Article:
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"To Ralph Schoenstein, his father was the New York version of Superman: 'Not a mild-mannered reporter who put on a cape in a telephone booth, but a commanding editor who could use a telephone booth to get tickets to any sold-out Broadway show.' Father Paul was city editor of Hearst's New York Journal-American, the U.S.'s biggest evening paper through the '40s and '50s. . . . This affectionate memoir evokes a giant of great animal magnetism. . . a filial, funny book that Superman would have lovedand that anyone might admire."Time Magazine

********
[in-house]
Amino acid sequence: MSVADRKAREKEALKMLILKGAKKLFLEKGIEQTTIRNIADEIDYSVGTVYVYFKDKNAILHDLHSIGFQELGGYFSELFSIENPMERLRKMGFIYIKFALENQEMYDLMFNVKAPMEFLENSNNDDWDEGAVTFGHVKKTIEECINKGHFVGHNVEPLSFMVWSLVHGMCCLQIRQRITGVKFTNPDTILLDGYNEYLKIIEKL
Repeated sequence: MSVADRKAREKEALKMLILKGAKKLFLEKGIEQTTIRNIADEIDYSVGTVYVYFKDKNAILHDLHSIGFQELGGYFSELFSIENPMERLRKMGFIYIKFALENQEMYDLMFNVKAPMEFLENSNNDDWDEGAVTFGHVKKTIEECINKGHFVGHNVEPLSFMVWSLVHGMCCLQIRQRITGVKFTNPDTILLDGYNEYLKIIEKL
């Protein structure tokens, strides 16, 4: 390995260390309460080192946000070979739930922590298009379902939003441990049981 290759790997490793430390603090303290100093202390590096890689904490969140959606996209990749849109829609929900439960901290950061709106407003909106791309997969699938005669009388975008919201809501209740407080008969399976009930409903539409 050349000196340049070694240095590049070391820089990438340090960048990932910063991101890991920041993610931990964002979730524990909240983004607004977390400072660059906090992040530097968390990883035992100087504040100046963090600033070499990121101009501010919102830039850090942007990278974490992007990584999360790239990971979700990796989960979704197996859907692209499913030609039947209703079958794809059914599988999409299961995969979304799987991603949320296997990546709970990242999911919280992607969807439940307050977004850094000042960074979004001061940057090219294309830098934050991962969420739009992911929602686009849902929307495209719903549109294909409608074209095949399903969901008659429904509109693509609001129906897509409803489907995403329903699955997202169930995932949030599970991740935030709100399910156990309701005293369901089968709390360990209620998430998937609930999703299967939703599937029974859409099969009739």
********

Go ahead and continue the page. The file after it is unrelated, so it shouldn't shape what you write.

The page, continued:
"Enjoy a sneaking look back at the days when newspapering was a game as well as a trade, when the world paraded through a newspaper's door without security passes, when scoop-hungry city editors not only breathed fire, they inhaled, Schoenstein's gem of a memoir brings it all back in a rush of wit and longing."Columbia Journalism Review
"Father and son literature goes back to the Bible . . . but I doubt whether there has ever been anything quite like Schoenstein's memoir. Certainly nothing as funny, warm, and poignant all at once."Los Angeles Times
Publisher's Note: This book was previously titled Citizen Paul: The Story of Father and Son, published in 1978 and out of print for many years. It was an Alternate Selection of the Book of the Month Club.